A Valenture mom on how her son joined our online high school, almost overnight.
It’s 10:35 on the 8th of October 2019. As I pull into my garage, I hear Kieno Kammies giving one of his customary longwinded introductions to an interview, this time about advances in the digital realm. I reach to switch the car off but pause as he ends off his monologue with the words – ‘a revolutionary new online high school called Valenture Institute’ – and introduces one of the founders, Rob Paddock. I sit back and listen.
In the back of my mind had always been the thought that my son, Sam, wouldn’t complete high school at a traditional brick and mortar school. While he excelled academically and was well liked, he has matured into a deep thinker who questions everything and won’t accept opinion dressed as fact. Critical thinking is often held up as one of the end goals of a good education. That is, until it leads students to question their teachers and the assumptions on which their education is based.
I was fiercely proud of who he had become but realised that it was becoming hard for him to fit in comfortably. Add to the mix his increasing sensitivity to sensory inputs, like large, noisy crowds, and I knew it was just a question of time before we would have to look for alternatives.
In January 2020 he started grade 8 at the same school my husband and I had matriculated from many decades earlier. The long summer break had given him the time and space to feel the relief of not having to conform. I had started to consider alternatives for his future schooling, spending hours googling different options, thinking he would complete middle school and then switch for grades 10–12.
I remembered the radio interview I’d heard and visited the Valenture Institute website. Suitably impressed, I downloaded the information pack. Within a day I had an email from Adam Kleinschmidt, the admissions officer, (whom we jokingly referred to as Adam Adam because that is what his name was set as on his email then) and started thinking seriously about Valenture as an option for Sam’s senior high years.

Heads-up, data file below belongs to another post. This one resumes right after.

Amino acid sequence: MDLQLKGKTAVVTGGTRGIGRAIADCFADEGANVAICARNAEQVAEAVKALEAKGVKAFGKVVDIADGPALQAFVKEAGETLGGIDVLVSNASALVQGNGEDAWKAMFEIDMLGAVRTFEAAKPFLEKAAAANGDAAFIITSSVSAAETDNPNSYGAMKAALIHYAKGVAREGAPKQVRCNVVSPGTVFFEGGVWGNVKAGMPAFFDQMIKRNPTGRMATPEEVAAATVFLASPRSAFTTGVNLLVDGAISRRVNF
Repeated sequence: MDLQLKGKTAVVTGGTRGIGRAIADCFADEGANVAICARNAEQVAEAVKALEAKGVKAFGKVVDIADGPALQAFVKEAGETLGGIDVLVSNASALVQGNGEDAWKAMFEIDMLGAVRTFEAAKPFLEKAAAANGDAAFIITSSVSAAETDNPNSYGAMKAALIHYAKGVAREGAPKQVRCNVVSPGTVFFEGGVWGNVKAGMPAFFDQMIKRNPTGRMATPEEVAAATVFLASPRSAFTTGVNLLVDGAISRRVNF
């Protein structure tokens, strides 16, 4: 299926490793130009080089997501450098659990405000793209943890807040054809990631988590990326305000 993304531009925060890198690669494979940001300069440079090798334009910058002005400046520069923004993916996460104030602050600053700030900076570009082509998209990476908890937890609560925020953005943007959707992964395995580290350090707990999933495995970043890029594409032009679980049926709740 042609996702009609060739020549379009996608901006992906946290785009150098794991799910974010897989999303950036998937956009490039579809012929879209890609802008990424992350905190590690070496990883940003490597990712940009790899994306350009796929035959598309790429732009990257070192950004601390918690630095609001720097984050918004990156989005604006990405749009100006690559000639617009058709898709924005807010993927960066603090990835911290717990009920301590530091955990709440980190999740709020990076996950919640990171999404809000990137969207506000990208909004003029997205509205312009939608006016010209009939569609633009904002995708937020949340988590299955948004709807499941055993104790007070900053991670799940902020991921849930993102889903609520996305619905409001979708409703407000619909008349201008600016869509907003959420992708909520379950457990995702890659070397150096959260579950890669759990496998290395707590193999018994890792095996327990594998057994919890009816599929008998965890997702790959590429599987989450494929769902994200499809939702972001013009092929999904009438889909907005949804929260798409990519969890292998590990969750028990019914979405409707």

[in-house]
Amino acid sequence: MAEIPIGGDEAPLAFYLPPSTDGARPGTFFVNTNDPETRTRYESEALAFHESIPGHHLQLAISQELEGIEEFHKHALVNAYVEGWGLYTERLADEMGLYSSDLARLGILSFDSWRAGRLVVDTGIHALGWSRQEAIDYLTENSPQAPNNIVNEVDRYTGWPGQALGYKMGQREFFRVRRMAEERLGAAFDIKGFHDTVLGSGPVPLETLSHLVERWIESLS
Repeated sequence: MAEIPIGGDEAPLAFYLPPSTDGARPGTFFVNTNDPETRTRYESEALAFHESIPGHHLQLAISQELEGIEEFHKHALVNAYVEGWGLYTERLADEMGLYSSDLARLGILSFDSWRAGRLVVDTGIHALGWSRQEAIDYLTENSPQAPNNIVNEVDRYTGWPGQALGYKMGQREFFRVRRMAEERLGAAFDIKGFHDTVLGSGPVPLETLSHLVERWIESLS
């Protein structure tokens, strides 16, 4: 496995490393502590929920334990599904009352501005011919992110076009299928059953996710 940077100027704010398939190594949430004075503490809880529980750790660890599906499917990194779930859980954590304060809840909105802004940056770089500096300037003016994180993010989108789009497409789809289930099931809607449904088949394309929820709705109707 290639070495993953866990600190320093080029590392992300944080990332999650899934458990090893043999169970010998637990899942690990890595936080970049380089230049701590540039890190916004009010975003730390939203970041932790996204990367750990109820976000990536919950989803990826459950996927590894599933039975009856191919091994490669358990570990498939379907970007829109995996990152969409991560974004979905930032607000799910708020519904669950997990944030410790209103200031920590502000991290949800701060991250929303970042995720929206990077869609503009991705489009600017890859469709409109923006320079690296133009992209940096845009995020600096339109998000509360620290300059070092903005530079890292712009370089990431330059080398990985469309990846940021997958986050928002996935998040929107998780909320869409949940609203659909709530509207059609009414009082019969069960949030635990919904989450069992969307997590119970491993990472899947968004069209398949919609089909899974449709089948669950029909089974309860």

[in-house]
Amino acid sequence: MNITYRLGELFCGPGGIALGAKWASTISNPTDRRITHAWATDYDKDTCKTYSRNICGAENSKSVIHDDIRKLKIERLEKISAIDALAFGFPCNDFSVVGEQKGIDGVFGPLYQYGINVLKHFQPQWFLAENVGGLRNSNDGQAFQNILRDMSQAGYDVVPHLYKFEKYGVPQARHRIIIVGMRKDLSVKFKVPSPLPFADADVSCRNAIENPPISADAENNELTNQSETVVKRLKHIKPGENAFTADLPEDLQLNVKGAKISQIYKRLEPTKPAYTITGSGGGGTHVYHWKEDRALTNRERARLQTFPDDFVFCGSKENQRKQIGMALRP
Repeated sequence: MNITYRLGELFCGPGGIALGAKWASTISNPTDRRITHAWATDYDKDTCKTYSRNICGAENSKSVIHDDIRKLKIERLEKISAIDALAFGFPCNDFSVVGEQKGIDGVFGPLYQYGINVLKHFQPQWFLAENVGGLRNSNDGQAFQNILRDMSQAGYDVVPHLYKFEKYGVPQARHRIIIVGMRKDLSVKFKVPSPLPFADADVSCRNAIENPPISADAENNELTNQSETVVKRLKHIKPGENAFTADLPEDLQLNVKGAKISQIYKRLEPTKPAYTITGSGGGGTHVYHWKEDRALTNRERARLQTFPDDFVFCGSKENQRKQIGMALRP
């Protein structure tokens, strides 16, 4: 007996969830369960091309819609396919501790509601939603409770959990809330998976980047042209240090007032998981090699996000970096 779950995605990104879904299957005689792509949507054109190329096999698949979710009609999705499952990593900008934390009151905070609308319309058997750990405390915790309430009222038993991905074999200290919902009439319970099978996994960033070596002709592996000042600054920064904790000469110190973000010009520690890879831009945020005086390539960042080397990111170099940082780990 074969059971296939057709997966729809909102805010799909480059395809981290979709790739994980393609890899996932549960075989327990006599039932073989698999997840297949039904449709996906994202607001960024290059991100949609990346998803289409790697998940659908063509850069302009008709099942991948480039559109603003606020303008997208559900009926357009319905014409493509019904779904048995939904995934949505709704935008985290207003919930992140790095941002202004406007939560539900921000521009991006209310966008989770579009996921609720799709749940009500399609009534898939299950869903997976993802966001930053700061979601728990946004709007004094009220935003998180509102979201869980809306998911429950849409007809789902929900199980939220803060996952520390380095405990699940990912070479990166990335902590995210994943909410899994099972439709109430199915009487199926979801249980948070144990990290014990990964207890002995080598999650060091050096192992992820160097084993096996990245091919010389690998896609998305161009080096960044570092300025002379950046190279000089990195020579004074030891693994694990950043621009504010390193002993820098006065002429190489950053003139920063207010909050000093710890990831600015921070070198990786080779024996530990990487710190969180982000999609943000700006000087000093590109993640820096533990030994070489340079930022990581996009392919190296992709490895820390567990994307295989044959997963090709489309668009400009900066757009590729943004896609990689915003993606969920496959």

I didn’t discuss this in detail with my husband, because he’d indicated he wasn’t prepared to consider online schooling. I began dropping hints and paving the way for a future chat.
It’s late on the 6th of February 2020. I’m telling my husband the gist of an intense heart-to-heart I’ve just had with Sam. Together we realise that Sam needs a change… soon.
This time it is Rael, his dad, who contacts Adam who explains the Valenture educational model. We push for Sam to start Junior High in July. It all feels sudden, rushed, unknown, terrifying. He has missed Orientation week and the first two modules.
“I really want to start right now,” Sam says. “I will catch up what I’ve missed. Please.” The tone of his voice settles the debate.
And so begins our Valenture journey, which turns out to be our best (and almost terrifying) parenting decision to date.
Written by Caryn Gootkin
This column is part of a series. Read Part 2, to be published next week...